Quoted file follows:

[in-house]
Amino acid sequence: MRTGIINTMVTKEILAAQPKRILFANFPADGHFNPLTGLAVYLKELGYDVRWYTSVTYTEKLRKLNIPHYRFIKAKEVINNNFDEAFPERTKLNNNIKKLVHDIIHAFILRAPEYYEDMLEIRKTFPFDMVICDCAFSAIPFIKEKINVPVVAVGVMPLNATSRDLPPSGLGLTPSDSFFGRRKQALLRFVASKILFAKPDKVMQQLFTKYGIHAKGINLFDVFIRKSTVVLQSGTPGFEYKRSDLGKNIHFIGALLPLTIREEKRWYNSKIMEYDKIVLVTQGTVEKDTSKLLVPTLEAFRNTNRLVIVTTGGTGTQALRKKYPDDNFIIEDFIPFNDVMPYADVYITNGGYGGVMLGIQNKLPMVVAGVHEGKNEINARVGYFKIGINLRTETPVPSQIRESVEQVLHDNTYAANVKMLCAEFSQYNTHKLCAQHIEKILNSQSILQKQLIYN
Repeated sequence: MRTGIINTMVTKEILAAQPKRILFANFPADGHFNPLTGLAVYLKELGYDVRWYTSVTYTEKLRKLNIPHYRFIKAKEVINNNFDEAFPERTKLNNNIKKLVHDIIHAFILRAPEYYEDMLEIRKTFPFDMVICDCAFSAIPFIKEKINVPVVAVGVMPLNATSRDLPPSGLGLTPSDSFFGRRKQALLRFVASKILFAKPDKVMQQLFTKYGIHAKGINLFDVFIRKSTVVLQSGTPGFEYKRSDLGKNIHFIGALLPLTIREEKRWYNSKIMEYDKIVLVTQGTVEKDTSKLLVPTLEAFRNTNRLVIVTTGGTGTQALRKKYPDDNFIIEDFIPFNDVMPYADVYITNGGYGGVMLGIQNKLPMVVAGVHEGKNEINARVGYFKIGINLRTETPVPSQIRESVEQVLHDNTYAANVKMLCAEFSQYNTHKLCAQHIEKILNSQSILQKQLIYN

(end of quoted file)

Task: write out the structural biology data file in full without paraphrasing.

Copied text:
[in-house]
Amino acid sequence: MRTGIINTMVTKEILAAQPKRILFANFPADGHFNPLTGLAVYLKELGYDVRWYTSVTYTEKLRKLNIPHYRFIKAKEVINNNFDEAFPERTKLNNNIKKLVHDIIHAFILRAPEYYEDMLEIRKTFPFDMVICDCAFSAIPFIKEKINVPVVAVGVMPLNATSRDLPPSGLGLTPSDSFFGRRKQALLRFVASKILFAKPDKVMQQLFTKYGIHAKGINLFDVFIRKSTVVLQSGTPGFEYKRSDLGKNIHFIGALLPLTIREEKRWYNSKIMEYDKIVLVTQGTVEKDTSKLLVPTLEAFRNTNRLVIVTTGGTGTQALRKKYPDDNFIIEDFIPFNDVMPYADVYITNGGYGGVMLGIQNKLPMVVAGVHEGKNEINARVGYFKIGINLRTETPVPSQIRESVEQVLHDNTYAANVKMLCAEFSQYNTHKLCAQHIEKILNSQSILQKQLIYN
Repeated sequence: MRTGIINTMVTKEILAAQPKRILFANFPADGHFNPLTGLAVYLKELGYDVRWYTSVTYTEKLRKLNIPHYRFIKAKEVINNNFDEAFPERTKLNNNIKKLVHDIIHAFILRAPEYYEDMLEIRKTFPFDMVICDCAFSAIPFIKEKINVPVVAVGVMPLNATSRDLPPSGLGLTPSDSFFGRRKQALLRFVASKILFAKPDKVMQQLFTKYGIHAKGINLFDVFIRKSTVVLQSGTPGFEYKRSDLGKNIHFIGALLPLTIREEKRWYNSKIMEYDKIVLVTQGTVEKDTSKLLVPTLEAFRNTNRLVIVTTGGTGTQALRKKYPDDNFIIEDFIPFNDVMPYADVYITNGGYGGVMLGIQNKLPMVVAGVHEGKNEINARVGYFKIGINLRTETPVPSQIRESVEQVLHDNTYAANVKMLCAEFSQYNTHKLCAQHIEKILNSQSILQKQLIYN